The Self-Defense Instruction not Defective. Use of force for self-protection is a defense and "a person employing protective force may estimate the necessity thereof under the circumstances as he believes them to be when the force is used without retreating, surrendering, possession, doing any other act which he has no legal duty to do, or abstaining from any lawful action." HRS § 703-304(3). A jury "must consider the circumstances as the Defendant subjectively believed them to be at the time he tried to defend himself." State v. Pemberton, 71 Haw. 466, 477, 796 P.2d 80, 85 (1990). Pond's jury was instructed that a person "employing protective force may estimate the necessity thereof under the circumstances as he reasonably believes them to be when the force is used without retreating." Pond argued that the instruction failed to inform the jury that the reasonableness of his belief must be viewed from his perspective. The HSC disagreed and held that the instruction "sufficiently track[ed]" the language in HRS § 703-304(3).

A Clarification on Elements. The HSC clarified the elements of interference with an emergency call. There are three kinds of elements to an offense: (1) the conduct; (2) attendant circumstances; and (3) the results of the conduct. HRS §§ 702-204; 702-205. An "attendant circumstance" is defined as those circumstances that are neither the conduct nor the results thereof. State v. Aiwohi, 109 Hawai'i 115, 127, 123 P.3d 1210, 1222 (2005). A person is guilty of interference with an emergency call if he or she intentionally or knowingly "prevents a victim or witness to a criminal act from calling" 911 or an emergency telephone system. HRS § 710-1010.5. The HSC clarified that in that offense, the conduct would be an act and the result of that act would be the prevention of making the call. Thus, there are two attendant circumstance would be that the caller was a victim of or witness to a crime and that the call was to an emergency telephone system.

Justice Acoba's Dissent and Concurrence--HRE Rule 404(b) Notice and the Hawai'i Constitution. Justice Acoba concurred with the majority when it came to vacating and remanding on the circuit court's preclusion of the marijuana smoking. However, Justice Acoba believed that the HRE Rule 404(b) notice requirement cannot be applied with equal force to both the defendant and the State. The federal rules of evidence require only the prosecution to provide reasonable notice to the defendant of FRE 404(b) evidence. This distinction, wrote Justice Acoba, warranted different treatment when the defendant is required to provide notice to the prosecution. Neither the ICA nor the majority adequately balanced the policies underlying the notice rule with the defendant's constitutional right to present evidence at trial.

Justice Acoba turned to State v. Peseti, 101 Hawai'i 172, 65 P.3d 119 (2003), in which the HSC balanced the exclusion of evidence against the defendant's right to present that evidence as provided by the Hawai'i Constitution. According to Justice Acoba, the defendant's right under the Hawai'i Constitution trumps an evidentiary exclusion "when the defendant demonstrates that (1) there is a legitimate need to disclose the protected information; (2) the information is relevant and material to the issue before the court; and (3) the party seeking to pierce the privilege shows by a preponderance of the evidence that no less intrusive source for that information exists." Id. at 182, 65 P.3d at 129 (quoting State v. L.J.P., 270 N.J. Super 429, 637 A.2d 532, 537 1994)). Justice Acoba found this case analogous to Peseti and would have applied the three-part test.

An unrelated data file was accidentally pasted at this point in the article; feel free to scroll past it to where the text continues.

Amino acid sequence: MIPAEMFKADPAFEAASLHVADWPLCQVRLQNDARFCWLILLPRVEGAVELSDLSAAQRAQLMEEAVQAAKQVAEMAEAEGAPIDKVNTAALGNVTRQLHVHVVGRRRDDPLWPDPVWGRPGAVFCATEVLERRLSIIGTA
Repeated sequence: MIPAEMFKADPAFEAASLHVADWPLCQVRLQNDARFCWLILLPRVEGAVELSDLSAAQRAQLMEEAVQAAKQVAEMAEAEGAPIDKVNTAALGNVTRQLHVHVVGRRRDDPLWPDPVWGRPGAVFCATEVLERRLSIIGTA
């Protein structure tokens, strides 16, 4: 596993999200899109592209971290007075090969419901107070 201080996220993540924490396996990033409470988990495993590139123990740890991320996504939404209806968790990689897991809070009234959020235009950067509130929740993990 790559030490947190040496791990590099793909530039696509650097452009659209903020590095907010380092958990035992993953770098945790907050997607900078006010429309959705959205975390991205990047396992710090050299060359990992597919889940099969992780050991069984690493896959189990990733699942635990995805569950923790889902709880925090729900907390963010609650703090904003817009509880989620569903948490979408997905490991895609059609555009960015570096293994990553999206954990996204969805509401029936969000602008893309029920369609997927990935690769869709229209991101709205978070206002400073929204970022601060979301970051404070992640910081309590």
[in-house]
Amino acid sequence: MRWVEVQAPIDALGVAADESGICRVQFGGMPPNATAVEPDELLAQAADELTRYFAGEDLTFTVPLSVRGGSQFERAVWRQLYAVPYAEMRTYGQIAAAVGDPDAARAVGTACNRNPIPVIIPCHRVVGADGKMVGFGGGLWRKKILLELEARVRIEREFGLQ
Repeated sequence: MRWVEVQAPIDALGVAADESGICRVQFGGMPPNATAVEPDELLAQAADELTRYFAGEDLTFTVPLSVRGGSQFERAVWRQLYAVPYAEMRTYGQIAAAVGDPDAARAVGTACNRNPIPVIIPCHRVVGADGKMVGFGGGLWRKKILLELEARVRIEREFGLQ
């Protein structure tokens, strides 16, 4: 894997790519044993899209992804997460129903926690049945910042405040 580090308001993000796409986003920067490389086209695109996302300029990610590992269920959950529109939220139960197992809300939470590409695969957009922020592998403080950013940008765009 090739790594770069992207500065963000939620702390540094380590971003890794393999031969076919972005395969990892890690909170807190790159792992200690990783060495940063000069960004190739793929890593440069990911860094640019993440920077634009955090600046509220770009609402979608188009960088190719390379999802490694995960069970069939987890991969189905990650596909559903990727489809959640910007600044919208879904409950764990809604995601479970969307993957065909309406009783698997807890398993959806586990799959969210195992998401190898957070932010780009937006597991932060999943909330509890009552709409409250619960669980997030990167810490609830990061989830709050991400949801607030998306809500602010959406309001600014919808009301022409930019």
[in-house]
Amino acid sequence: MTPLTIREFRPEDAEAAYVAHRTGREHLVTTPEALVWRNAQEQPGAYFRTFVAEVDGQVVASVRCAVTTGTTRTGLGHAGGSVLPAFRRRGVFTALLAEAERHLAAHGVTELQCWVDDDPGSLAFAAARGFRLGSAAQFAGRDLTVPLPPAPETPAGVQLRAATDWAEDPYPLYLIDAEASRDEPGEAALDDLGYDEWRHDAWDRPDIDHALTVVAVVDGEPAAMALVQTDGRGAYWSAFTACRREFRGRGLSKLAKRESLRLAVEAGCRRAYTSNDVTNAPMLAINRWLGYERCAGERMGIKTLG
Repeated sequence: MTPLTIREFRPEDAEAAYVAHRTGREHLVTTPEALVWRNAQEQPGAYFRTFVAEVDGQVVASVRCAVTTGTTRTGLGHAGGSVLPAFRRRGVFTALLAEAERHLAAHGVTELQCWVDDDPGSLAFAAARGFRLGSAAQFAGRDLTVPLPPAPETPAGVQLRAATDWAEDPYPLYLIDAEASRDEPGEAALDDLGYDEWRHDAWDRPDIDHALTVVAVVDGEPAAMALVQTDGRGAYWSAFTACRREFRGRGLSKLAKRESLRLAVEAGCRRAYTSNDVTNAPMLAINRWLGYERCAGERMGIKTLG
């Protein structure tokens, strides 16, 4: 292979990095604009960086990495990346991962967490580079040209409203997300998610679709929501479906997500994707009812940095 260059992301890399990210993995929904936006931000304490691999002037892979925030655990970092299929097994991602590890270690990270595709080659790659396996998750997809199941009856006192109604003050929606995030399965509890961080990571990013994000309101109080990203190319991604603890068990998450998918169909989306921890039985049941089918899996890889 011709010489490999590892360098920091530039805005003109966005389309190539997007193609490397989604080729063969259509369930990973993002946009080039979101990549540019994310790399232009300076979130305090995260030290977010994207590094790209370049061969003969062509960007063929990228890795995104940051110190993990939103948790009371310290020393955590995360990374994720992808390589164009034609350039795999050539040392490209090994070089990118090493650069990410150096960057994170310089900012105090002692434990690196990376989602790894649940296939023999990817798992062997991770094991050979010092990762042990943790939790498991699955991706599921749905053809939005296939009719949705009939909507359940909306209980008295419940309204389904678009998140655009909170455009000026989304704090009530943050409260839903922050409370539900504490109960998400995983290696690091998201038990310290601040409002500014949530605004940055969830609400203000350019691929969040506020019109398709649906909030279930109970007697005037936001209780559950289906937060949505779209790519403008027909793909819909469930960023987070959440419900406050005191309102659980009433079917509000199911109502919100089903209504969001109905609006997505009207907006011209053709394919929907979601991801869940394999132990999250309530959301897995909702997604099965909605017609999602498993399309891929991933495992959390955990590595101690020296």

Peseti Distinguished by Majority. The HSC did, however, distinguish Peseti. According to the HSC, Peseti concerned the tension between a defendant's right to confront witnesses and present evidence at trial and a statutory privilege excluding the evidence. The test laid out in Peseti, explained the HSC, is limited only to the statutory privileges. This case, however, addressed the tension between evidentiary notice requirements and the defendant's rights to present evidence at trial. Unlike privileged communications, the notice requirement is not an absolute bar of evidence. It only restricts the use of evidence when it is not in compliance with the notice procedure. Moreover, the HSC stated that "to hold that the Peseti rule applies to the admission of defendants' HRE Rule 404(b) evidence, on the basis of protecting defendants' constitutional rights, would effectively rewrite HRE Rule 404(b) and render the notice requirement per se unconstitutional." Justice Acoba, however, was unconvinced. "The majority's desire to ignore the Peseti precedent cannot be justified because the majority may be unhappy with the result this court's own precedent demands. Whether correct or not, the majority's view that HRE Rule 404(b) evidence 'would always satisfy the Peseti test' is not a basis for rejecting it in any specific case."

Acoba: the Continuance of Trial. Justice Acoba also believed that the circuit court erred in denying the continuance. The circuit court did not consider Pond's constitutional rights to present evidence and effectively cross-examine adverse witnesses. At the very least, the circuit court should have inquired into the feasibility to cure any perceived prejudice suffered by the State. See State v. Estrada, 69 Haw. 204, 738 P.2d 812 (1987); State v. Dowsett, 10 Haw. App. 491, 878 P.2d 739 (1994).

Acoba: the Self-Defense Instruction. Justice Acoba also took issue with the self-protection instruction. According to Justice Acoba, an instruction on use of force for self-defense is measured from the viewpoint of a person "in the defendant's position." State v. Pemberton, 71 Haw. at 477, 796 P.2d at 85; State v. Estrada, 69 Haw. at 224-25, 738 P.2d at 826. See also State v. Augustin, 101 Hawai'i 127, 63 P.3d 1097 (2002). This is not the same as viewing the circumstances "as the defendant reasonably believe[d] them to be." The difference is one between the legally correct subjective standard from the erroneous objective one. Thus, that too was error for Justice Acoba.

Justice Duffy's Dissent and Concurrence. Justice Duffy concurred with the majority on everything but one point: the jury instruction on self-defense. Justice Duffy wrote that "the jury instruction given was improper and prejudicial for the reasons stated by Justice Acoba[.]"

No comments: